County officials should prepare for a difficult legislative session as the state grapples with a looming budget crisis. With so many unknowns such as the evolving COVID-19 pandemic, declining sales tax revenue and doubts regarding the future of oil and gas prices, budget writers will have their hands full. The state has less to spend than previously expected.
Comptroller Glenn Hegar announced in a meeting last week with the Legislative Budget Board that the amount of general revenue for the state's current two-year budget will be $110.2 billion. The projection, for the current FY 2020-21 budget cycle, is $11.6 billion less than the $121.8 billion estimated last fall, and leaves the state looking at a $4.6 billion deficit when the current biennium ends in August 2021. This is instead of the $2.9 billion surplus Hegar estimated before the pandemic began.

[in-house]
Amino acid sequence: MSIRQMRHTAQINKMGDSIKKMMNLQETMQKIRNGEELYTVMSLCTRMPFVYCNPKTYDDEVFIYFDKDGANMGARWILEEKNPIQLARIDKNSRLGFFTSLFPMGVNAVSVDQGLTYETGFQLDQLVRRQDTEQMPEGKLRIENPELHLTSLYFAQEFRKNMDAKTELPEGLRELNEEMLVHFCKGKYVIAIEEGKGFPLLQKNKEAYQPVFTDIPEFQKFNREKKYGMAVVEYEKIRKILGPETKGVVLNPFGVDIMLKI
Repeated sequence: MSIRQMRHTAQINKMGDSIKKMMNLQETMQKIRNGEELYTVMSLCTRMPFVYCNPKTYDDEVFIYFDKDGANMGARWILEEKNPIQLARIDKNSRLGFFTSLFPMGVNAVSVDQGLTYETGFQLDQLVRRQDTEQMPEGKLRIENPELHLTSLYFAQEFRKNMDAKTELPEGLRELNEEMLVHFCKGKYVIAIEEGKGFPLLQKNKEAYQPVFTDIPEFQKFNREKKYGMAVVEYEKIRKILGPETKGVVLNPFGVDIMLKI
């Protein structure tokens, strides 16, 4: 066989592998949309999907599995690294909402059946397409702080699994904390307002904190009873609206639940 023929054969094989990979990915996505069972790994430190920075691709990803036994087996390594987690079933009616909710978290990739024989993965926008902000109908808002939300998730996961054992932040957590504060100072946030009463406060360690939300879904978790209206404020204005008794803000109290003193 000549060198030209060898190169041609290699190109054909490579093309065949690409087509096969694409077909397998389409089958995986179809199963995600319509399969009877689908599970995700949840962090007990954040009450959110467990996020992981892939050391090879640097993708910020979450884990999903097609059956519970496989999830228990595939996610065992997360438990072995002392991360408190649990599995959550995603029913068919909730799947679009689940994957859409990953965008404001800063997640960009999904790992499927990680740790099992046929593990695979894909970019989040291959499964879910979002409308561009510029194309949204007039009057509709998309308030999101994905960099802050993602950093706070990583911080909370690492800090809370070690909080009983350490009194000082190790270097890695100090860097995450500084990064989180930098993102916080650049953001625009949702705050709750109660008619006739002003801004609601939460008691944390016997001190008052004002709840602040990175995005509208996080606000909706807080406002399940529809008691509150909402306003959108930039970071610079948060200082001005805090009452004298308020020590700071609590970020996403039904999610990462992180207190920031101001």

"We’re assuming the state will effectively manage the outbreak and that infection rates won’t overwhelm our health care system,” Hegar said. “This estimate also assumes that restrictions on businesses and individuals will be lifted before the end of this calendar year and that economic activity will strengthen but not return to pre-pandemic levels by the end of this biennium.”
State leadership recently requested most state agencies and higher education institutions to reduce spending by 5% of FY 2020-21 general revenue appropriations. The revised estimate does not include potential savings from this request or federal financial assistance.
It's too soon to tell what the state budget will look like for the next biennium. However, some legislators are already linking it to the 2011 budget crisis, from which the effect of drastic budget cuts are still being felt.
Hegar will provide a revenue estimate for the FY 2022-23 budget cycle before the Legislature convenes in January. View the comptroller’s full press release for more information, or email Paul Sugg.